Though we've come a long way since I grew up in southern Arkansas in the 1960s when divorced people were considered crazy and/or trashy, people still harshly judge those of us who have been divorced several times. In fact, many of my clients who are in a second or third marriage (or more!) and are miserable feel they should just white knuckle it rather than chalk up another divorce on their life's resume. They just don't want to bear the negative scrutiny; never mind the shame they'll heap upon themselves.
The greatest thing that has come from my marital experiences is that I am married now to husband four and have the opportunity to get it right in a loving and mutually respectful relationship. I am thankful that my husband of three years - a gentle, intelligent and kind man - did not write me off six years ago when we met due to my red-flag-filled marital history. Instead, he sensed my genuineness and chose to experience me first-hand, over time, so he could make his own conclusions. He says he was also encouraged by the fact that I was single quite a long while after my third marriage - almost 10 years.
During those years I had not had one significant romantic relationship and had spent the time raising my two children (from marriage number two) and attending graduate school to become a marriage therapist. He was aware that I had been determined to figure out what what happened and spent enormous time and effort learning what I could about myself and the failed marriages so I could stop the pattern.
My marriage history makes me a better marriage therapist. I have a great deal of empathy for my clients and all they go through in a marriage that's not working. I can report from painful experience what getting divorced feels like, how it plays out over the years, how children and extended family are affected and react, the loneliness, what it's like to be a single mom, to date (awful), and how scary it can be to re-enter school and the workplace after many years. I found divorce to be an agonizing experience containing numerous unforeseen after effects, and this flavors my strong bias to save marriages that can be saved.
At the same time I know that if one or both people aren't willing to work and change a situation that is tearing each other down, it is often an act of courage to walk away. For some reason, my clients seem to get comfort from the fact that I have had almost every marriage experience one could imagine, and I share with them the many ignorant and naive choices and decisions I've made in my 57 years. I think they find hope in the fact that yes, I have been blind, but now I see and thrive in a most positive way. The reason I thrive is that I finally grew up and faced what I was doing to create the relational messes I got myself in, which is a crucial step in turning your life around.
When I faced the things I didn't like about myself, I was able to do something about it. The most painful truths I had to acknowledge were: • I was dependent financially on others. Until my 40's, I had never wholly supported myself financially. I always had relied on my dad or husbands or some windfall to supplement me so I could enjoy the upper middle class life I longed for. • I desired to be near power and ambition. Like moth to flame, I was attracted to highly successful, powerful, ambitious men who basked in the spotlight and boy did I love tagging along. This was something learned in childhood from my family who gave standing ovations when anyone hobnobbed with the local rich and powerful. The problem is that this type of man is usually more interested in their success than anything else. • I could not be alone. In my early adult years, I was literally terrified to spend a night alone in a house, so I would get myself in relationships to avoid that, and when it became apparent to me that the relationship wasn't working or fixable, I wouldn't do anything about it until I found someone else to slip in their slot.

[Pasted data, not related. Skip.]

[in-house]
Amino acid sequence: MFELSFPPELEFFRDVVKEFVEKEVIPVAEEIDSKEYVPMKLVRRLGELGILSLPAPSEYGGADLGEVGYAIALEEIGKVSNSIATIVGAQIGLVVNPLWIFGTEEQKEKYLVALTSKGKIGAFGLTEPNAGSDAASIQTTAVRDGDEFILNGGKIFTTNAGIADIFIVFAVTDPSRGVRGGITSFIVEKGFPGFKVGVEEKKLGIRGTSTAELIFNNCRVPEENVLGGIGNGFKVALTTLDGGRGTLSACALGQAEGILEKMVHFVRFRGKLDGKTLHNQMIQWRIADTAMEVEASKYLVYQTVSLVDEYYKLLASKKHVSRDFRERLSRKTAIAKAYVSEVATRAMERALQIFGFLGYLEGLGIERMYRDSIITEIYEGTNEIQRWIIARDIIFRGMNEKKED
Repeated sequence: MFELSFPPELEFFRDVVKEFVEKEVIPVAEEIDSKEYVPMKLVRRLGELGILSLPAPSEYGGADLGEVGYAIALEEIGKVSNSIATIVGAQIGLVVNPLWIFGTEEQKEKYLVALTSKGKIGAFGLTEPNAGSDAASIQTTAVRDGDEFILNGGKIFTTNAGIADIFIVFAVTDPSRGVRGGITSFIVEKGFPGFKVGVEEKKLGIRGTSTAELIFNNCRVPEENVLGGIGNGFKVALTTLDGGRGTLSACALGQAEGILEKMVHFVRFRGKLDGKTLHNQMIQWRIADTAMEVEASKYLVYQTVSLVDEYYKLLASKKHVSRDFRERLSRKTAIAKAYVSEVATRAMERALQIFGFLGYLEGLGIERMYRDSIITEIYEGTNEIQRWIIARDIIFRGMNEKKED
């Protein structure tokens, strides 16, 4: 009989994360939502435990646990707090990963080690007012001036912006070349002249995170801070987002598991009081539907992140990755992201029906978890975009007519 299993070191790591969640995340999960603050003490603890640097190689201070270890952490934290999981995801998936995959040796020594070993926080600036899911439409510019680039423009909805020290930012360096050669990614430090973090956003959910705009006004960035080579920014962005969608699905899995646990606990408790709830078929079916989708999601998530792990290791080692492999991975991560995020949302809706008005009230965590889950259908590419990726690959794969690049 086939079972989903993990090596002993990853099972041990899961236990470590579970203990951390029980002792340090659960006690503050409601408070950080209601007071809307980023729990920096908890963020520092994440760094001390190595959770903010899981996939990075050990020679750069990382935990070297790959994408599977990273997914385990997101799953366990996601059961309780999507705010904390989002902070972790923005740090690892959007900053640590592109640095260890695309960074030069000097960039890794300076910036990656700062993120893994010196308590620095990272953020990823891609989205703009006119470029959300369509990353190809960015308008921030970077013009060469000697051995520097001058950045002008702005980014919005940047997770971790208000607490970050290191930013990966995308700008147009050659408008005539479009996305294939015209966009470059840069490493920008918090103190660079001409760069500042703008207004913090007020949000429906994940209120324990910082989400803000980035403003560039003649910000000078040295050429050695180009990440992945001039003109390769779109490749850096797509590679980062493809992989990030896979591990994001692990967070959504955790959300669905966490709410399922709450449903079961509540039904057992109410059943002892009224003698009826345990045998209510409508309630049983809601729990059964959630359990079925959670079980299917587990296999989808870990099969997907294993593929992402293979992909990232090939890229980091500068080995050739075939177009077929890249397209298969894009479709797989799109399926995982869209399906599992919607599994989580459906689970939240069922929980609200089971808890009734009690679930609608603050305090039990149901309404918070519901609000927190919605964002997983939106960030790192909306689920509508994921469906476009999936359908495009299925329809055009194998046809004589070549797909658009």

I wasn't making something of myself because of shame. I ridiculously thought I wasn't smart enough to excel in the fields I was interested in, so I didn't pursue what I might have if I had believed I could. Instead, I married men who had what I didn't and rode along on their back.
Once I realized what I was doing, it was a short walk to conclude that I needed to:
1.Do whatever it took to become financially independent doing what I love. This meant facing my shame about not being smart enough to succeed in graduate school and start the process to become a therapist. My new healthy thought was: "You are going to do whatever it takes to get into grad school and to pass the classes. If you fail, at least you'll know you tried and we'll figure out something else." Once I knocked out the prerequisites and got into school I loved it and excelled. Now I had proof that I wasn't as dumb as I thought. The year I graduated (2006) I was able to support myself and my children financially for the first time.
2. Learn to be alone at night in my house by being alone at night in my house. After three weeks of doing this, my fear went away and I was fine - not only fine, but I learned to enjoy it.
3. If success and ambition was important to me, I had to get it for myself, but as I got healthier I found I didn't require it anymore, so I adjusted my value system to finding a simpler life with people who have integrity, are positive-minded and kind, and who really care about me, and me about them.
Each one of my marriages contained an important life lesson that I needed to learn so that I could become the person who is able to passionately help her clients in their own life and marriage struggles. I'm thankful for the wisdom and compassion gained, and the peace and contentment that came from the journey.